Dodd-Frank Act Changes Are Coming

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January 21, 2015
Dodd-Frank Act Changes Are Coming
Practice Groups:
By: Daniel F. C. Crowley, Bruce J. Heiman, Karishma S. Page, Andrés Gil
Public Policy and
Law;
For over four years after enactment of the Dodd-Frank Act (“Dodd-Frank”), President Obama
and the Democratic Senate successfully blocked any changes to that act. For example, in
the 113th Congress, the House passed 26 bills amending the Dodd-Frank Act, many with
significant Democratic support. But none were considered by the Senate. Now, that is all
quickly changing.
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In the lame-duck session following the election, Congress passed the so-called “cromnibus,”
which included an important change to the bank capital floors that would have applied to
insurance companies designated as systemically important financial institutions under the
Collins Amendment.
One of the first bills passed in the new Congress was renewal of the Terrorism Risk
Insurance Act with a key change to Dodd-Frank exempting nonfinancial “end-users” (like
agriculture and energy firms) from the requirement to post collateral for derivatives trades
used to hedge risks in the market.
Most recently, the House passed H.R. 37 by a vote of 271-154, making numerous changes
to the Dodd-Frank Act and expanding several areas of the Jumpstart Our Business Startups
Act of 2012:
• Title I—Relieves nonfinancial end-users from margin requirements;
• Title II—Exempts interaffiliate swaps from margin requirements, under certain
circumstances;
• Title III—Changes Securities and Exchange Commission (“SEC”) registration thresholds
for savings and loan holding companies;
• Title IV—Exempts smaller merger and acquisition brokers from SEC registration;
• Title V—Repeals mandatory indemnification requirements for swap data repositories;
• Title VI—Makes several changes to emerging-growth company regulation, including
providing a grace period for emerging-growth company status and simplified financial
disclosures on Form S-1, currently required under Regulation S-X;
• Title VII—Exempts emerging-growth companies from the requirement to use eXtensible
Business Reporting Language (“XBRL”), as well as other smaller companies from certain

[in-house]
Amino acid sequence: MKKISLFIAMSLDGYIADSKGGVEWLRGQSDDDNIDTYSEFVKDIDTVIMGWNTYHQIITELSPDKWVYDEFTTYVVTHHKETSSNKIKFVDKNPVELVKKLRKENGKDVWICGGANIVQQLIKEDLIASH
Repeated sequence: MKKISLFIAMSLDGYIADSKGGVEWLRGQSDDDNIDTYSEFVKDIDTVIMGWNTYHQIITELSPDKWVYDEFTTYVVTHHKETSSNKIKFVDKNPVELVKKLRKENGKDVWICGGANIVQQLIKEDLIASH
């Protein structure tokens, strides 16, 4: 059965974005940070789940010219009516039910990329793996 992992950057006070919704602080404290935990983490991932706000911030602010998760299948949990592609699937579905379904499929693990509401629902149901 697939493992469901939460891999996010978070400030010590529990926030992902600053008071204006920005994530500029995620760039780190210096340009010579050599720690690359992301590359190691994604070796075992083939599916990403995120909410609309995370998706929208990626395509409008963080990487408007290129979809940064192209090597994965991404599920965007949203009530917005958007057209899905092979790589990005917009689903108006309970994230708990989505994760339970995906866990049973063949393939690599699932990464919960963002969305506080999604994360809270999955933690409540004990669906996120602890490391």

XBRL requirements;
• Title VIII—Amends the “Volcker Rule” to clarify that collateralized loan obligations issued
before January 31, 2014, are not required to be divested before July 21, 2017, and
clarifying that holding a debt security in a collateralized loan obligation is not considered
an “ownership interest” under the Volcker Rule;
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Dodd-Frank Act Changes Are Coming
• Title IX—Exempts certain advisers to small business investment companies (“SBICs”)
from SEC registration requirements with respect to the provision of investment advice
relating to venture capital funds and registration and reporting requirements regarding
assets under management of private funds and advisers to assets under management of
private funds with respect to certain registration and reporting requirements;
• Title X—Simplifies Form 10-K with a summary page and requires simplification and a
study of Regulation S-K.
Note that while many of these changes continue to have substantial Democratic support, the
change to the Volcker Rule that would eliminate the required divestment of certain
collateralized loan obligations by banking entities has been controversial among Democrats;
indeed, its inclusion is responsible for most Democrats voting against the bill.
The bill now goes to the Senate, where it is likely to pass under new Republican control.
That may well draw a veto from President Obama. Under pressure from Senator Elizabeth
Warren and other liberals, including former Senator Hillary Clinton, President Obama has
increasingly taken a tough line on changes to Dodd-Frank.
If the bill is vetoed, congressional Republicans could either: (1) seek to attach the bill to other
“must pass” legislation the President would be reluctant to veto (i.e., the strategy employed
with the cromnibus bill last December); or (2) they could pass the bill without the
controversial Volcker Rule amendment, increasing the chances that the bill would be signed
by the President.
Despite the White House’s opposition to any legislation that would weaken key consumer
protections and provisions of Dodd-Frank, changes are already being made. We expect that
other issues, including Consumer Financial Protection Bureau disclosure and lending rules,
bank capital requirements, and systemic risk regulation will also be included in future
financial regulatory reform bills in this Congress.
Authors:
Daniel F. C. Crowley
[email protected]
+1.202.778.9447
Bruce J. Heiman
[email protected]
+1.202.661.3935
Karishma S. Page
[email protected]
+1.202.778.9128
Andrés Gil
[email protected]
+1.202.778.9226
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Dodd-Frank Act Changes Are Coming
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